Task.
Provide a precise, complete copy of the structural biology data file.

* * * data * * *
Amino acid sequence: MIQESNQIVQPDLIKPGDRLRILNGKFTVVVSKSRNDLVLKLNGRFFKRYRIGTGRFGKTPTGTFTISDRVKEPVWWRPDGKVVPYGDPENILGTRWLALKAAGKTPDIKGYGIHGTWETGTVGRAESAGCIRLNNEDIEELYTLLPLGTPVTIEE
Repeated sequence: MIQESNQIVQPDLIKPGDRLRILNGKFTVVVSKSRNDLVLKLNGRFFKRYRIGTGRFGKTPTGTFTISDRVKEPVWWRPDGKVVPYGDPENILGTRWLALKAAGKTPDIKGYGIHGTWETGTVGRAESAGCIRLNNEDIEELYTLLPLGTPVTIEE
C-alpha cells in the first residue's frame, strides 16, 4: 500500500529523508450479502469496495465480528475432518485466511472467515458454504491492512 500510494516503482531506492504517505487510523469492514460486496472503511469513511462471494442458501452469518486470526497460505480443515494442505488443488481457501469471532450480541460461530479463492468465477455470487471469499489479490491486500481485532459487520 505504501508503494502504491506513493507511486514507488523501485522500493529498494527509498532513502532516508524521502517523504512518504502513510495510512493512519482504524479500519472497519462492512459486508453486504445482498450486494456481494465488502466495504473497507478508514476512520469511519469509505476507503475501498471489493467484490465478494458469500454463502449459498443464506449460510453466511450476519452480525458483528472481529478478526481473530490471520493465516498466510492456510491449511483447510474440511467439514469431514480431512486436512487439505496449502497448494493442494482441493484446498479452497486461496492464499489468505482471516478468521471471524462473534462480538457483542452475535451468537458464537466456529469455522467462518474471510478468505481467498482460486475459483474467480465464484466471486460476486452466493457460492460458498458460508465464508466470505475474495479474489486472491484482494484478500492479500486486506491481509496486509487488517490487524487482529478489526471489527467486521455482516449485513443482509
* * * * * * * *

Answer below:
Amino acid sequence: MIQESNQIVQPDLIKPGDRLRILNGKFTVVVSKSRNDLVLKLNGRFFKRYRIGTGRFGKTPTGTFTISDRVKEPVWWRPDGKVVPYGDPENILGTRWLALKAAGKTPDIKGYGIHGTWETGTVGRAESAGCIRLNNEDIEELYTLLPLGTPVTIEE
Repeated sequence: MIQESNQIVQPDLIKPGDRLRILNGKFTVVVSKSRNDLVLKLNGRFFKRYRIGTGRFGKTPTGTFTISDRVKEPVWWRPDGKVVPYGDPENILGTRWLALKAAGKTPDIKGYGIHGTWETGTVGRAESAGCIRLNNEDIEELYTLLPLGTPVTIEE
C-alpha cells in the first residue's frame, strides 16, 4: 500500500529523508450479502469496495465480528475432518485466511472467515458454504491492512 500510494516503482531506492504517505487510523469492514460486496472503511469513511462471494442458501452469518486470526497460505480443515494442505488443488481457501469471532450480541460461530479463492468465477455470487471469499489479490491486500481485532459487520 505504501508503494502504491506513493507511486514507488523501485522500493529498494527509498532513502532516508524521502517523504512518504502513510495510512493512519482504524479500519472497519462492512459486508453486504445482498450486494456481494465488502466495504473497507478508514476512520469511519469509505476507503475501498471489493467484490465478494458469500454463502449459498443464506449460510453466511450476519452480525458483528472481529478478526481473530490471520493465516498466510492456510491449511483447510474440511467439514469431514480431512486436512487439505496449502497448494493442494482441493484446498479452497486461496492464499489468505482471516478468521471471524462473534462480538457483542452475535451468537458464537466456529469455522467462518474471510478468505481467498482460486475459483474467480465464484466471486460476486452466493457460492460458498458460508465464508466470505475474495479474489486472491484482494484478500492479500486486506491481509496486509487488517490487524487482529478489526471489527467486521455482516449485513443482509